Mattson M P, Rydel R E (1992) β-amyloid precursor protein and Alzheimer's disease: The peptide plot thickens. Neurobiol Aging 13:617-621.
Mattson M P, Cheng B, Davis D, Bryant K, Lieberburg I, Rydel R E (1992) β-amyloid peptides destabilize calcium homeostasis and render human cortical neurons vulnerable to excitotoxicity. J Neurosci 12:376-389.
May P C, Gitter B D, Waters D C, Simmons L K, Becker G W, Small J S, Robison P M (1992) β-amyloid peptide in vitro toxicity: Lot-to-lot variability. Neurobiol Aging 13:605-607.
McGeer P L, Itagaki S, Boyes B E, McGeer E G (1987) Reactive microglia in patients with senile dementia of the Alzheimer type are positive for the histocompatibility glycoprotein HLADR. Neurosci Lett 79:195-200.
McGeer P L, McGeer E, Rogers J, Sibley J (1990) Anti-inflammatory drugs and Alzheimer disease. Lancet 335:1037.
Meda L, Cassatella M A, Szendrel G I, Otvos L, Jr, Baron P, Villalba M, Ferrari D, Rossi F (1995) Activation of microglial cells by β-amyloid protein and interferon-γ. Nature 374:647650.
Miles, E. W. Meth. Enzymol. 47,431-442 (1977)
Mirra S, Heyman A (1993) CERAD guide to the neuropathological assessment of Alzheimer's disease and other dementias. Decatur, Ga.: CERAD.
Mrak R E, Sheng J G, Griffin W S T (1995) Glial cytokines in Alzheimer's Disease: Review and pathogenic implications. Hum Pathol 26:816-823.
Narindrasorasak, S., Lowery, D., Gonzalez-DeWhitt, P., Poorman, R. A., Greenberg, B. & Kisilevsky, R. J Biol. Chem. 266, 12878-12883 (1991).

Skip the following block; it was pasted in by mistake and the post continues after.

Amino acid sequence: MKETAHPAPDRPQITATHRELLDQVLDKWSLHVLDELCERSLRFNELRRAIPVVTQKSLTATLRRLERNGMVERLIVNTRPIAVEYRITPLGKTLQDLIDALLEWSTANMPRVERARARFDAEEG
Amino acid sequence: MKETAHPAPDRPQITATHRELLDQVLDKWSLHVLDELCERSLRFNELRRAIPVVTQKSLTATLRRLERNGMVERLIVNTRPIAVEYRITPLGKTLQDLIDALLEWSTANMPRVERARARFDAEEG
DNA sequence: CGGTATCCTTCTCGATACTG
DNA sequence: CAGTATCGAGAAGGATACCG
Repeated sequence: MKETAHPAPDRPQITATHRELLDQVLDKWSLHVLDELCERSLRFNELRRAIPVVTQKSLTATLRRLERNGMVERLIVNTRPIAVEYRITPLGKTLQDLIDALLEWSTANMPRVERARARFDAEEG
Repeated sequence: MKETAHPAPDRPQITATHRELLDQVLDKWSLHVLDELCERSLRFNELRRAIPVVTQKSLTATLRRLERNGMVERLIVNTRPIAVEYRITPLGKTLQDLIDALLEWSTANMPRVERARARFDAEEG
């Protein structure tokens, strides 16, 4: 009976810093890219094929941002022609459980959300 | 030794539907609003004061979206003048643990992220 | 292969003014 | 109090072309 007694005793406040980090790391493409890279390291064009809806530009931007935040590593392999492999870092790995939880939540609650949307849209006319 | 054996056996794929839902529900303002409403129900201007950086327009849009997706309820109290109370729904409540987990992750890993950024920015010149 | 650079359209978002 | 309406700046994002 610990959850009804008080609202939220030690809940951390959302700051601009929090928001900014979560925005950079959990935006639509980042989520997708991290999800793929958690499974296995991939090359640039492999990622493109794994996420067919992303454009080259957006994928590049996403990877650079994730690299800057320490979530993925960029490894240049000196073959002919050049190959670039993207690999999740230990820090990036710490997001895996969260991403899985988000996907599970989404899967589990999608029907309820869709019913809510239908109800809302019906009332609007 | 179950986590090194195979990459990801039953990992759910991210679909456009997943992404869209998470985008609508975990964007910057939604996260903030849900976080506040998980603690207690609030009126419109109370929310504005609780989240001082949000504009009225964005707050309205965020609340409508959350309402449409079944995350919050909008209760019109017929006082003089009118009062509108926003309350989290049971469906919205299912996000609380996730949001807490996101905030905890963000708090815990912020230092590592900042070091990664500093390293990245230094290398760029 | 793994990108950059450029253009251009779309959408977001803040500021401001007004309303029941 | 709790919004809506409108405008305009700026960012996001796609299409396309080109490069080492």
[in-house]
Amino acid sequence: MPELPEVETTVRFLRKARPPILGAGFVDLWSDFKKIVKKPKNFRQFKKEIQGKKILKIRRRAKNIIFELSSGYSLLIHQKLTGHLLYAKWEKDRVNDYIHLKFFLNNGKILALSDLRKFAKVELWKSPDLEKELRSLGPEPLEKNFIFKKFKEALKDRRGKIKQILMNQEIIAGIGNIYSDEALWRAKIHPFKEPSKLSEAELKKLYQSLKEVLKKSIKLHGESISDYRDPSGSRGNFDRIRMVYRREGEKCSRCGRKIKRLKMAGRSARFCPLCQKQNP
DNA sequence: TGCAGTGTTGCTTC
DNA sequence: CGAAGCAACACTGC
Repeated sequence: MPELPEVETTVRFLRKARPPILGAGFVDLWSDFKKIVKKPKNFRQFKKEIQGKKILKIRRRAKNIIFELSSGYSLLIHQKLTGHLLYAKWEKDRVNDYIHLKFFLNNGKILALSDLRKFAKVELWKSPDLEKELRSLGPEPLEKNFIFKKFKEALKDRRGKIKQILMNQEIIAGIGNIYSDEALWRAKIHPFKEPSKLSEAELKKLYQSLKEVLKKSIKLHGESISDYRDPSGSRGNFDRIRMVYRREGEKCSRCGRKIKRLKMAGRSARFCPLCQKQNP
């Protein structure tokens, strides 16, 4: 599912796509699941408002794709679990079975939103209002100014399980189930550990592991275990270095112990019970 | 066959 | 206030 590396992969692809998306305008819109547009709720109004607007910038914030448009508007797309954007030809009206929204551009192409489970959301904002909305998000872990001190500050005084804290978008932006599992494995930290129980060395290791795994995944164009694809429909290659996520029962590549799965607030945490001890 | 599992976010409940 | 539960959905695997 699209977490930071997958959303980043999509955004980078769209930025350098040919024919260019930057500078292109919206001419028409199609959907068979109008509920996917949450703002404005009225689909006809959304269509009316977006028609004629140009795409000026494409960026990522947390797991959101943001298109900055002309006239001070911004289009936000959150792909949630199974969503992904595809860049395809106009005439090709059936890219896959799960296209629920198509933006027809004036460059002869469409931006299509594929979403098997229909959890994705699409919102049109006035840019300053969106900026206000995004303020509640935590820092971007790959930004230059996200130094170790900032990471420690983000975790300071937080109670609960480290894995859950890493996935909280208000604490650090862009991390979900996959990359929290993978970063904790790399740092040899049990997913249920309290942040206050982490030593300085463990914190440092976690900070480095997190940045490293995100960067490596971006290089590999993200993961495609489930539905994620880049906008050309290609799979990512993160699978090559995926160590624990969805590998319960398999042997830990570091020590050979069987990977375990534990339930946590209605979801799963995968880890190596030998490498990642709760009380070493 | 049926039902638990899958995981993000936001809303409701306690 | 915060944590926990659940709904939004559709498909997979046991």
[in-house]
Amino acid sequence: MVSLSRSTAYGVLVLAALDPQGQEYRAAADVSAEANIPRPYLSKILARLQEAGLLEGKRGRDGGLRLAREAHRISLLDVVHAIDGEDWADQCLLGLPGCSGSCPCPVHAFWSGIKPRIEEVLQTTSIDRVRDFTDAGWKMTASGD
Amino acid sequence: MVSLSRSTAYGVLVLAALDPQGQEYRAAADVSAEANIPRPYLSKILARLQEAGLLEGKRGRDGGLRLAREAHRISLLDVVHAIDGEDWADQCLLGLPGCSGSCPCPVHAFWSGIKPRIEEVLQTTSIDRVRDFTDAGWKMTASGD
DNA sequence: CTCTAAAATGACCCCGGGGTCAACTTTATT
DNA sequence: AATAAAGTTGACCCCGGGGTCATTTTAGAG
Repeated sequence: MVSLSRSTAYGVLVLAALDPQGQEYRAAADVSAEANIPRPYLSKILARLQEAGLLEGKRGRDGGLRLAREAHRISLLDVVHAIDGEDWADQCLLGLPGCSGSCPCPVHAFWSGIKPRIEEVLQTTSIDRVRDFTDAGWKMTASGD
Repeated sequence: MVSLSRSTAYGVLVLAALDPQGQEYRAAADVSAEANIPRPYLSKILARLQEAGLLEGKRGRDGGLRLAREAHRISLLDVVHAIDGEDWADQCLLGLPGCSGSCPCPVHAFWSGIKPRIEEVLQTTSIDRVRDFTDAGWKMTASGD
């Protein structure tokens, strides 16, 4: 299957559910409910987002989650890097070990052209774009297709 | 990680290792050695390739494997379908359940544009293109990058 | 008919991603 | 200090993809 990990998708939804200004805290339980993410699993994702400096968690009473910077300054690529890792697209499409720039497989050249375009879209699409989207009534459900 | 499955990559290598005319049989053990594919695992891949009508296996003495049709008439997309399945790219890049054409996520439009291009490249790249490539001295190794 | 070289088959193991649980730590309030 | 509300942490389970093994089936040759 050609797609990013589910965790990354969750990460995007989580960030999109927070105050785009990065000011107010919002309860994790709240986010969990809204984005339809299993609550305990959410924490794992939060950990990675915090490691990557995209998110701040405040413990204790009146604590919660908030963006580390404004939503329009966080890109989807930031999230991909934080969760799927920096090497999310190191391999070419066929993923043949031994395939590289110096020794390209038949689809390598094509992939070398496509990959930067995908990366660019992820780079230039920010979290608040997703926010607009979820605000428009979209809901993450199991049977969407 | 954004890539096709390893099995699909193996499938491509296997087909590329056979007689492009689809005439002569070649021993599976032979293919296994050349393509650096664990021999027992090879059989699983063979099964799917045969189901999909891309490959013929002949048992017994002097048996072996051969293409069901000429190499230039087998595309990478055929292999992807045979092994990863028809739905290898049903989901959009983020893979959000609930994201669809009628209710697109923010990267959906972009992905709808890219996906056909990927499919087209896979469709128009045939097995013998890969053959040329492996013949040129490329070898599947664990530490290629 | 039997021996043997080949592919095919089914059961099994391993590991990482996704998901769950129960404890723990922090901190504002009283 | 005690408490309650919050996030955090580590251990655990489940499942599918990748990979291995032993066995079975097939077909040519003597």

Patthy, L. & Smith, E. L. J Biol Chem. 250, 557-564 (1975).
Perhnutter L S, Scott S A, Barron E, Chui H C (1992) MHC class II-positive microglia in human brain: association with Alzheimer lesions. J Neurosci Res 33:549-558.
Piani D, Frei K, Do K, Cu'enod M, Fontana A (1991) Murine brain macrophages induce NMDA receptor mediated neurotoxicity in vitro by secreting glutamate. Neurosci Lett 133:159-162.
Pike C J, Walencewicz A J, Glabe C G, Cotman C W (1991) Aggregation-related toxicity of synthetic b-amyloid protein in hippocampal cultures. Eur J Pharmacol 207:367-368.
Pike C J, Burdick D, Walencewicz A J (1993) Neurodegeneration induced by beta-amyloid peptides in vitro: the role of peptide assembly state. J Neurosci 13:1676-1687.
Pike C J, Overman M J, Cotman C W (1995) Amino-terminal deletions enhance aggregation of beta-amyloid peptides in vitro. J Biol Chem 270:23895-23898.
Podlisny M B, Stephenson D T, Frosch M P, Lieberburg I, Clemens J A, Selkoe D J (1992) Synthetic amyloid β-protein fails to produce specific neurotoxicity in monkey cerebral cortex. Neurobiol Aging 13:561-567.
Pollack S J, Sadler I I J, Hawtin S R, Tailor V J, Shearman M S (1995) Sulfonated dyes attenuate the toxic effects of β-amyloid in a structure specific fashion. Neurosci Lett 197:211-214.
Price D L, Borchelt D R, Walker L C, Sisodia S S (1992) Toxicity of synthetic Aβ peptides and modeling of Alzheimer's disease. Neurobiol Aging 13:623-625.
Rio-Hortega P. (1932) Microglia. In: Cytology and cellular pathology of the nervous system (Penfield W, ed), pp 481-584. New York: Hocker, Inc.